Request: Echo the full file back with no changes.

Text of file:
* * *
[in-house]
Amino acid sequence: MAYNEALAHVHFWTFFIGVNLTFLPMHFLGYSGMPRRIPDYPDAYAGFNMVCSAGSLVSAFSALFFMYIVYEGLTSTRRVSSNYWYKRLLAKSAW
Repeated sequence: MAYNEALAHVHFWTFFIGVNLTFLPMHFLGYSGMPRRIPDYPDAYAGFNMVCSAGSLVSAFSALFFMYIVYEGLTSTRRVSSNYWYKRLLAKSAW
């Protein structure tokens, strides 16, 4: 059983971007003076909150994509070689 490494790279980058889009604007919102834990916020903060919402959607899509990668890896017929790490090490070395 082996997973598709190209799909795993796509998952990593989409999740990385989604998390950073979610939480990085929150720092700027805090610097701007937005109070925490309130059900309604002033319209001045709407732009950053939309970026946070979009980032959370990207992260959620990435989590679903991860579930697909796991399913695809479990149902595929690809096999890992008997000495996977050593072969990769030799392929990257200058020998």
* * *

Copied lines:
[in-house]
Amino acid sequence: MAYNEALAHVHFWTFFIGVNLTFLPMHFLGYSGMPRRIPDYPDAYAGFNMVCSAGSLVSAFSALFFMYIVYEGLTSTRRVSSNYWYKRLLAKSAW
Repeated sequence: MAYNEALAHVHFWTFFIGVNLTFLPMHFLGYSGMPRRIPDYPDAYAGFNMVCSAGSLVSAFSALFFMYIVYEGLTSTRRVSSNYWYKRLLAKSAW
């Protein structure tokens, strides 16, 4: 059983971007003076909150994509070689 490494790279980058889009604007919102834990916020903060919402959607899509990668890896017929790490090490070395 082996997973598709190209799909795993796509998952990593989409999740990385989604998390950073979610939480990085929150720092700027805090610097701007937005109070925490309130059900309604002033319209001045709407732009950053939309970026946070979009980032959370990207992260959620990435989590679903991860579930697909796991399913695809479990149902595929690809096999890992008997000495996977050593072969990769030799392929990257200058020998």